Cavernosal nerve functionality evaluation after magnetic resonance imaging-guided transurethral ultrasound treatment of the prostate.

To evaluate the feasibility of using therapeutic ultrasound as an alternative treatment option for organ-confined prostate cancer.

In this study, a trans-urethral therapeutic ultrasound applicator in combination with 3T magnetic resonance imaging (MRI) guidance was used for real-time multi-planar MRI-based temperature monitoring and temperature feedback control of prostatic tissue thermal ablation in vivo.

We evaluated the feasibility and safety of MRI-guided trans-urethral ultrasound to effectively and accurately ablate prostate tissue while minimizing the damage to surrounding tissues in eight canine prostates. MRI was used to plan sonications, monitor temperature changes during therapy, and to evaluate treatment outcome. Real-time temperature and thermal dose maps were calculated using the proton resonance frequency shift technique and were displayed as two-dimensional color-coded overlays on top of the anatomical images. After ultrasound treatment, an evaluation of the integrity of cavernosal nerves was performed during prostatectomy with a nerve stimulator that measured tumescence response quantitatively and indicated intact cavernous nerve functionality. Planned sonication volumes were visually correlated to MRI ablation volumes and corresponding histo-pathological sections after prostatectomy.

A total of 16 sonications were performed in 8 canines. MR images acquired before ultrasound treatment were used to localize the prostate and to prescribe sonication targets in all canines. Temperature elevations corresponded within 1 degree of the targeted sonication angle, as well as with the width and length of the active transducer elements. The ultrasound treatment procedures were automatically interrupted when the temperature in the target zone reached 56 °C. In all canines erectile responses were evaluated with a cavernous nerve stimulator post-treatment and showed a tumescence response after stimulation with an electric current. These results indicated intact cavernous nerve functionality. In all specimens, regions of thermal ablation were limited to areas within the prostate capsule and no damage was observed in periprostatic tissues. Additionally, a visual analysis of the ablation zones on contrast-enhanced MR images acquired post ultrasound treatment correlated excellent with the ablation zones on thermal dose maps. All of the ablation zones received a consensus score of 3 (excellent) for the location and size of the correlation between the histologic ablation zone and MRI based ablation zone. During the prostatectomy and histologic examination, no damage was noted in the bladder or rectum.

Trans-urethral ultrasound treatment of the prostate with MRI guidance has potential to safely, reliably, and accurately ablate prostatic regions, while minimizing the morbidities associated with conventional whole-gland resection or therapy.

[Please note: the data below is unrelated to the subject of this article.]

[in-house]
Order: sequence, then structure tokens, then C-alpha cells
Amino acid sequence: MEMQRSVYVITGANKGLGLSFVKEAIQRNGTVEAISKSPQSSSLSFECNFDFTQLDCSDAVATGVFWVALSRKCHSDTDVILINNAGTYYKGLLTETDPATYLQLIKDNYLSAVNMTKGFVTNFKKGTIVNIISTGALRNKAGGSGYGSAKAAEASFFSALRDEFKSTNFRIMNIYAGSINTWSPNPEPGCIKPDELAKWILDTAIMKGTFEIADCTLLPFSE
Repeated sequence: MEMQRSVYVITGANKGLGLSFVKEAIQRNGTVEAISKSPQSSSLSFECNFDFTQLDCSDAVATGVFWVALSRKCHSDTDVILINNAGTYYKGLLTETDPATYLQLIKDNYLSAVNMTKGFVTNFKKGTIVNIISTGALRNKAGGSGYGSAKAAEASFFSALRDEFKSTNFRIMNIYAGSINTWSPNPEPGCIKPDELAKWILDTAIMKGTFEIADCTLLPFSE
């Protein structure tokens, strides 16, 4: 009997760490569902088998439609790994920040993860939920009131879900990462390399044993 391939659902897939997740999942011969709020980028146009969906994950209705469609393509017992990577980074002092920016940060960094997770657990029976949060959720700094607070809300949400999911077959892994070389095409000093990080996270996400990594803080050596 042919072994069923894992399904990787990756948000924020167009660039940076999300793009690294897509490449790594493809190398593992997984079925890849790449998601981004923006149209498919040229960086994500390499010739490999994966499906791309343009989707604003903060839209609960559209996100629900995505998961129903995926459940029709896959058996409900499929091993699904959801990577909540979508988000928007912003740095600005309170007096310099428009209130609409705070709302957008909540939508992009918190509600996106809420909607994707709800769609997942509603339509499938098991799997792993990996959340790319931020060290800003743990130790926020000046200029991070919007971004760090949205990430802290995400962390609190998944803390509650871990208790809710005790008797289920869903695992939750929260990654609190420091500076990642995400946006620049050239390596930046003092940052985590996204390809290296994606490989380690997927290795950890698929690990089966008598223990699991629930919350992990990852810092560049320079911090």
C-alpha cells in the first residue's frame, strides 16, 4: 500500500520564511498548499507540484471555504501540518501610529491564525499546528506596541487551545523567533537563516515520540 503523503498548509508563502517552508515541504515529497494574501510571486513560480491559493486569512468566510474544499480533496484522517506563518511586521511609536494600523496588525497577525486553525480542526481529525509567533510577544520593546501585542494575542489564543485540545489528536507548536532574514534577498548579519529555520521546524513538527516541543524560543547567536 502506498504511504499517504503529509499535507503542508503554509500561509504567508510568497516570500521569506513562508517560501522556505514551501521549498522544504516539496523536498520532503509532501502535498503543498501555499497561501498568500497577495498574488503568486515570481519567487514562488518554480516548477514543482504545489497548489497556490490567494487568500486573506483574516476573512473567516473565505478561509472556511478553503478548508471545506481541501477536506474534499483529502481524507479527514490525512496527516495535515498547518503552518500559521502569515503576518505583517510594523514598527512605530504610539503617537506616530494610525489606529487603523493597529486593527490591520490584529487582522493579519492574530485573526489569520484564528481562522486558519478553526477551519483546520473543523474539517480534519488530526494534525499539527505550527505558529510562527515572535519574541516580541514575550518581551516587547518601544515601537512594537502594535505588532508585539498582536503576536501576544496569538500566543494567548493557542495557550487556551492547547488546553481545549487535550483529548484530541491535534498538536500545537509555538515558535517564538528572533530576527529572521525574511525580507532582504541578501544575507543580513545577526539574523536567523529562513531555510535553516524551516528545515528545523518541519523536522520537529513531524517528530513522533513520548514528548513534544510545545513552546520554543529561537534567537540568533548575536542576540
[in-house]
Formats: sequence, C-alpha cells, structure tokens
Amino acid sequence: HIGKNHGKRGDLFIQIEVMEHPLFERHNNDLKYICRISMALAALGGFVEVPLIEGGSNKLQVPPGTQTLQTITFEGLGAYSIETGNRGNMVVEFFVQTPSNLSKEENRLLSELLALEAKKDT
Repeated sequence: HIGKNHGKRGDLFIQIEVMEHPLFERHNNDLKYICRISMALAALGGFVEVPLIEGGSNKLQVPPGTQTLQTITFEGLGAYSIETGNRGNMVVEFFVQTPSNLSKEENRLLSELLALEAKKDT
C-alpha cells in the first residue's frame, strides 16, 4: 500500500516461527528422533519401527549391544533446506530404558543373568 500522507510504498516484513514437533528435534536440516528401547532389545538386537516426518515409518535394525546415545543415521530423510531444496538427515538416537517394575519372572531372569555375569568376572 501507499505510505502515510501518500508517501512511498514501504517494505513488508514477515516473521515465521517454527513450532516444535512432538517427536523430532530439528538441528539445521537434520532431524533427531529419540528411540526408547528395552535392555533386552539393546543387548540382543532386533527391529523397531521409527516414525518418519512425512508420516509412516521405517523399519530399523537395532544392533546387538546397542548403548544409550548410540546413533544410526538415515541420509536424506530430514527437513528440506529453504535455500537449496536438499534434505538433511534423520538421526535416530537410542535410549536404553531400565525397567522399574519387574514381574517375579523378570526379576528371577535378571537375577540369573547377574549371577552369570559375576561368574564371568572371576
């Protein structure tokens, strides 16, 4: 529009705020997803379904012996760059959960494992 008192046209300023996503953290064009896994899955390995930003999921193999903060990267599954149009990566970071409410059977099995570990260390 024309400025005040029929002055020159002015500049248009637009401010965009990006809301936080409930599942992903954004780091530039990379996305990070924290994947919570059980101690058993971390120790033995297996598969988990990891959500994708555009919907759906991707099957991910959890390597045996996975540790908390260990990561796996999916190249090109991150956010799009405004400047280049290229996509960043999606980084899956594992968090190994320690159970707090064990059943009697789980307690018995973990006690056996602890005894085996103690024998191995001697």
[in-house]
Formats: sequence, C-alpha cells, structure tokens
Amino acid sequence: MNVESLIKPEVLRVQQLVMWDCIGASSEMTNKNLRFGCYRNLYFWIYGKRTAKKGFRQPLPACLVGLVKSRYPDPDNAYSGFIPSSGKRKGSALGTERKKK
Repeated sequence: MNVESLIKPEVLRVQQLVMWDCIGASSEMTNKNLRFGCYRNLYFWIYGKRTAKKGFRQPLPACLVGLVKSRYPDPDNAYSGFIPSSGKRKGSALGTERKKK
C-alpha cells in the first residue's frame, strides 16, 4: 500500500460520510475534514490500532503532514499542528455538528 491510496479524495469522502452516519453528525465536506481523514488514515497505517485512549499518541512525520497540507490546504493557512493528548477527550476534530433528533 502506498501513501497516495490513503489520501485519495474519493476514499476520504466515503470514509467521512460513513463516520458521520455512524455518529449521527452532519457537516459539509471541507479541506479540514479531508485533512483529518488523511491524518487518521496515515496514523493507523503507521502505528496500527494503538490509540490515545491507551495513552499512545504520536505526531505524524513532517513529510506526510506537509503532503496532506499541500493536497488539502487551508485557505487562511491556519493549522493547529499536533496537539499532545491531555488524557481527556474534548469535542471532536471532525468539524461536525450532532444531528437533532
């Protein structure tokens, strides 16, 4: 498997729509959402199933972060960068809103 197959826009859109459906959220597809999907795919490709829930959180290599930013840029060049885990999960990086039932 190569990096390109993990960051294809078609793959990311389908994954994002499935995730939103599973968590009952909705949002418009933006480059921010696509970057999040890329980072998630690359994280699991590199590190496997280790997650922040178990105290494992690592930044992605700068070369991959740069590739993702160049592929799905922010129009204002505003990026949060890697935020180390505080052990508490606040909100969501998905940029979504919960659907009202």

World journal of radiology. 2015 Dec 28 [Epub]

Steffen Sammet, Ari Partanen, Ambereen Yousuf, Christina L Sammet, Emily V Ward, Craig Wardrip, Marek Niekrasz, Tatjana Antic, Aria Razmaria, Keyvan Farahani, Shunmugavelu Sokka, Gregory Karczmar, Aytekin Oto

Steffen Sammet, Ambereen Yousuf, Emily V Ward, Gregory Karczmar, Aytekin Oto, Department of Radiology, University of Chicago, Chicago, IL 60615, United States. , Steffen Sammet, Ambereen Yousuf, Emily V Ward, Gregory Karczmar, Aytekin Oto, Department of Radiology, University of Chicago, Chicago, IL 60615, United States. , Steffen Sammet, Ambereen Yousuf, Emily V Ward, Gregory Karczmar, Aytekin Oto, Department of Radiology, University of Chicago, Chicago, IL 60615, United States. , Steffen Sammet, Ambereen Yousuf, Emily V Ward, Gregory Karczmar, Aytekin Oto, Department of Radiology, University of Chicago, Chicago, IL 60615, United States. , Steffen Sammet, Ambereen Yousuf, Emily V Ward, Gregory Karczmar, Aytekin Oto, Department of Radiology, University of Chicago, Chicago, IL 60615, United States. , Steffen Sammet, Ambereen Yousuf, Emily V Ward, Gregory Karczmar, Aytekin Oto, Department of Radiology, University of Chicago, Chicago, IL 60615, United States. , Steffen Sammet, Ambereen Yousuf, Emily V Ward, Gregory Karczmar, Aytekin Oto, Department of Radiology, University of Chicago, Chicago, IL 60615, United States. , Steffen Sammet, Ambereen Yousuf, Emily V Ward, Gregory Karczmar, Aytekin Oto, Department of Radiology, University of Chicago, Chicago, IL 60615, United States. , Steffen Sammet, Ambereen Yousuf, Emily V Ward, Gregory Karczmar, Aytekin Oto, Department of Radiology, University of Chicago, Chicago, IL 60615, United States. , Steffen Sammet, Ambereen Yousuf, Emily V Ward, Gregory Karczmar, Aytekin Oto, Department of Radiology, University of Chicago, Chicago, IL 60615, United States. , Steffen Sammet, Ambereen Yousuf, Emily V Ward, Gregory Karczmar, Aytekin Oto, Department of Radiology, University of Chicago, Chicago, IL 60615, United States. , Steffen Sammet, Ambereen Yousuf, Emily V Ward, Gregory Karczmar, Aytekin Oto, Department of Radiology, University of Chicago, Chicago, IL 60615, United States. , Steffen Sammet, Ambereen Yousuf, Emily V Ward, Gregory Karczmar, Aytekin Oto, Department of Radiology, University of Chicago, Chicago, IL 60615, United States.

PubMed

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